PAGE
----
Too Much? Too Little? How to Set Fees for Your New Consulting Business
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This excerpt is part of Entrepreneur.com's Second-Quarter Startup Kit which explores the fundamentals of starting up in a wide range of industries.
In Start Your Own Consulting Business, the staff at Entrepreneur Press and writer Eileen Figure Sandlin explain how you can start a profitable consulting business, no matter whether your consulting business will focus on HR placement, computer troubleshooting, or anything else you can dream up. In this edited excerpt, the authors offers tips to help you decide how much you should charge your clients so you earn a profit but aren't price gouging them.
To survive as a consultant in any industry, you need to charge fees that will enable you to stay in business; at the same time, both you and your clients need to feel that your fees are fair and equitable. So how do you find the middle ground that seems fair to everyone involved?
When it comes to fees, the first rule in the consulting business is to be flexible. Sometimes, you'll find a client really wants to hire you but can't pay your entire fee. Depending on the situation, you may want to reduce your fee, either so you can get some much-needed experience or because you believe you can set yourself up for more work in the future by working cheaper now. But don't sell yourself short; make sure you're paid what you're worth, since that fee sets the tone for future fee negotiations.
The figure you arrive at should include compensation for your time, and compensation for your business overhead, such as travel, office expenses and so on. But when quoting a figure, leave room for some negotiation, because sometimes clients will ask you to reduce your rates by a set amount or a few percentage points to meet their budget. Just be sure you have a bottom line figure in mind when you sit down to negotiate so you know how much wiggle room you have.
At the same time, don't try to wring out the highest possible fee from your clients. You want to be fairly compensated, but if your fee is too high, you run the risk of losing the business completely.
When setting your rates, you have several options, including hourly rates, per-project fees and working on a retainer basis. Let's examine each one.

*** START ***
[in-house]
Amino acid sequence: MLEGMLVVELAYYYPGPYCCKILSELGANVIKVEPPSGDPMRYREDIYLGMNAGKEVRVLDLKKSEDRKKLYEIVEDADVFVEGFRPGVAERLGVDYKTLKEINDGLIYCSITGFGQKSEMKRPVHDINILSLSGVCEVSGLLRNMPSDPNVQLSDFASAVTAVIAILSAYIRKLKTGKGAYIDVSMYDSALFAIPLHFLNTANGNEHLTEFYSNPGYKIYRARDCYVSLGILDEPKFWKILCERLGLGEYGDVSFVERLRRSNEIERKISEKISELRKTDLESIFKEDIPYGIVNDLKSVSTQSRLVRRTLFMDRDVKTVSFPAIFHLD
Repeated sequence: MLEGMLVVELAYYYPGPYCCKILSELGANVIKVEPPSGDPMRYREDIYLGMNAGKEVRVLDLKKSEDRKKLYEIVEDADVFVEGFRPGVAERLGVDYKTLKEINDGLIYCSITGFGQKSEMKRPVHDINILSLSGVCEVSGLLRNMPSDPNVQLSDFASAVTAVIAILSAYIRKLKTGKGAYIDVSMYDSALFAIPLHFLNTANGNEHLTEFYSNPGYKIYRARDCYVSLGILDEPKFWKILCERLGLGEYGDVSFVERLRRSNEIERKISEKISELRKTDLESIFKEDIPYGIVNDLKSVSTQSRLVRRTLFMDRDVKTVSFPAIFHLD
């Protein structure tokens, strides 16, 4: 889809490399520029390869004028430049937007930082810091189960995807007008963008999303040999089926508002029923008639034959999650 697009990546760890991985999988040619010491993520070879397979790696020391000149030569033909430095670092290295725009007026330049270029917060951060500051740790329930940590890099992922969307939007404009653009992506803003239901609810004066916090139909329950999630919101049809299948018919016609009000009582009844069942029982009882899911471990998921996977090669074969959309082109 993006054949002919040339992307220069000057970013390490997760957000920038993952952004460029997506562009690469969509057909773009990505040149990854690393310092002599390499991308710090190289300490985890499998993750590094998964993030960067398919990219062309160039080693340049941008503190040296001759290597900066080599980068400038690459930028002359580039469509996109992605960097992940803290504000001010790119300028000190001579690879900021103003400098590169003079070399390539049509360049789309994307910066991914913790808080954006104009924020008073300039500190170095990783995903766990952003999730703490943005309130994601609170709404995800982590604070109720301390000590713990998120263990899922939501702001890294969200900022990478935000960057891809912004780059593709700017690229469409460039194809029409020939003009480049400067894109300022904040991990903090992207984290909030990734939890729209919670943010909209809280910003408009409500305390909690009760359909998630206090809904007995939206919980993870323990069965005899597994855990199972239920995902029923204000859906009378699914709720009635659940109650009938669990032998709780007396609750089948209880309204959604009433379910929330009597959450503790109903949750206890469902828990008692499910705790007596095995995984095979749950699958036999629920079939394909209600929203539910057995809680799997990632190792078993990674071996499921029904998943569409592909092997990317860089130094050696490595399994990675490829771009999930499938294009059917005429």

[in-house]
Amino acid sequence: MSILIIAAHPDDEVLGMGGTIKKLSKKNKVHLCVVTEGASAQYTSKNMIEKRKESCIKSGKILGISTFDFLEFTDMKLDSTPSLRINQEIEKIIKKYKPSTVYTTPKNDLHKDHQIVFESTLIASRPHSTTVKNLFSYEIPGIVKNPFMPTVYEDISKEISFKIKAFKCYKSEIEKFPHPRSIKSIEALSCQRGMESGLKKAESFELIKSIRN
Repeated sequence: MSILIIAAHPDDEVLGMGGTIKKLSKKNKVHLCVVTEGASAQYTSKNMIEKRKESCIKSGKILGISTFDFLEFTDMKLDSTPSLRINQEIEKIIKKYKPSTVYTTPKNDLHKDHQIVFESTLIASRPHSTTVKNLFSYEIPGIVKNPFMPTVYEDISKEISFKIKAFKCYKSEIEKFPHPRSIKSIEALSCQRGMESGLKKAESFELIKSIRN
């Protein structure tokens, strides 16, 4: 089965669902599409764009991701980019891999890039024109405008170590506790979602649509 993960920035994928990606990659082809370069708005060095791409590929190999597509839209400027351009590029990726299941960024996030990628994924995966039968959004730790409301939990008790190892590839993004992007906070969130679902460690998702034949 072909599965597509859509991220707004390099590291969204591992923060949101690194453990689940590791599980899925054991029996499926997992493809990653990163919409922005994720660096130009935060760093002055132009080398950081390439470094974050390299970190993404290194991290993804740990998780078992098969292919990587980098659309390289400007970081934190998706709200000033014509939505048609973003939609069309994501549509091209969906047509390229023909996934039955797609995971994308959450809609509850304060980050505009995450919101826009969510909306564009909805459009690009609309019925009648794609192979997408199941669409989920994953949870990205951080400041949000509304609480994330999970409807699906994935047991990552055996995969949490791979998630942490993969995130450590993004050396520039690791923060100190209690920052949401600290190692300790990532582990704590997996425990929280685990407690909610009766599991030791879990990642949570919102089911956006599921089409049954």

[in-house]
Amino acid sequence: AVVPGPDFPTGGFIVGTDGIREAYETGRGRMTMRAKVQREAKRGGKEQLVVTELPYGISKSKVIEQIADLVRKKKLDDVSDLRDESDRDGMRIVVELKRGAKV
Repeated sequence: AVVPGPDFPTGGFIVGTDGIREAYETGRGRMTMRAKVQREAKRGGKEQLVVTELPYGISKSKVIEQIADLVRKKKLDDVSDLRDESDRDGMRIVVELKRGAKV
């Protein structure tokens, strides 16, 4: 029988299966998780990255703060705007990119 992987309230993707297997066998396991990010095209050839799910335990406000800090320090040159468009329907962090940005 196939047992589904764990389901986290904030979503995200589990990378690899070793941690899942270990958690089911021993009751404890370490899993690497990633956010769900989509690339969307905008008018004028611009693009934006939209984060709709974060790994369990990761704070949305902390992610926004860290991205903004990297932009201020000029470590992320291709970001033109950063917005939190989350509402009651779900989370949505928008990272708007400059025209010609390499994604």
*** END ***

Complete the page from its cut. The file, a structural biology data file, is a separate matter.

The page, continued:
Hourly fees. Consultants often calculate a project cost based on the number of hours they expect to spend on it. To figure out an appropriate hourly rate, you can either use a source like the Careers in Business website to see what consultants earn in your area, or decide how much you'd like to earn in a year and do the math to turn that figure into an hourly rate. Experienced consultants often double or triple the resulting figure to cover overhead, benefits and other expenses; It's reasonable for a new consultant to assume billable time will be around 50 percent, so double your rate so you'll meet your expenses.. And if you think about it, a consulting rate of $40 to $60 isn't out of line when you consider the expertise you're offering.
Project rates. When working on a project rate basis, a consultant normally gets a fixed amount of money for a predetermined period of time (a situation known as "work for hire"). It can be a little tricky to determine a project rate when you first start consulting because you don't have historical information on which to base your hourly estimate. But once you figure out how many hours you think the job will take, simply multiply that figure by your hourly rate, then add 10 percent or so to cover unexpected contingencies.
Retainer basis. Working on a retainer basis gives you a set monthly fee for which you agree to be available for work for an agreed-on number of hours for your client. This kind of fee arrangement is common for computer consultants and other providers of ongoing services. While in the ideal world you'd have a dozen or so clients who hire you and pay you a hefty sum each month, don't get your hopes up. Most companies that hire a consultant on a retainer basis have a clause in their contract that prohibits them from working for the competition.
Working and getting paid by this method certainly has its advantages. You're guaranteed income each month, which helps with cash flow when you're starting out in your consulting business. Some consultants actually offer a percentage reduction in their fees if a client agrees to pay a monthly retainer fee.
Bonus options. It's common for consultants to have some type of bonus option in their client contract or letter of agreement. A bonus may be a percentage of an amount that the consultant saves a client (if the consultant's been hired to reorganize a department or division, for example) or the amount of money acquired for a client (as in the case of fundraising, collections or grant writing). Although it's not always possible to work out this kind of bonus deal, it never hurts to negotiate. If you do, keep in mind that the average bonus is 15 to 20 percent of the funds saved for the client or obtained for the organization.
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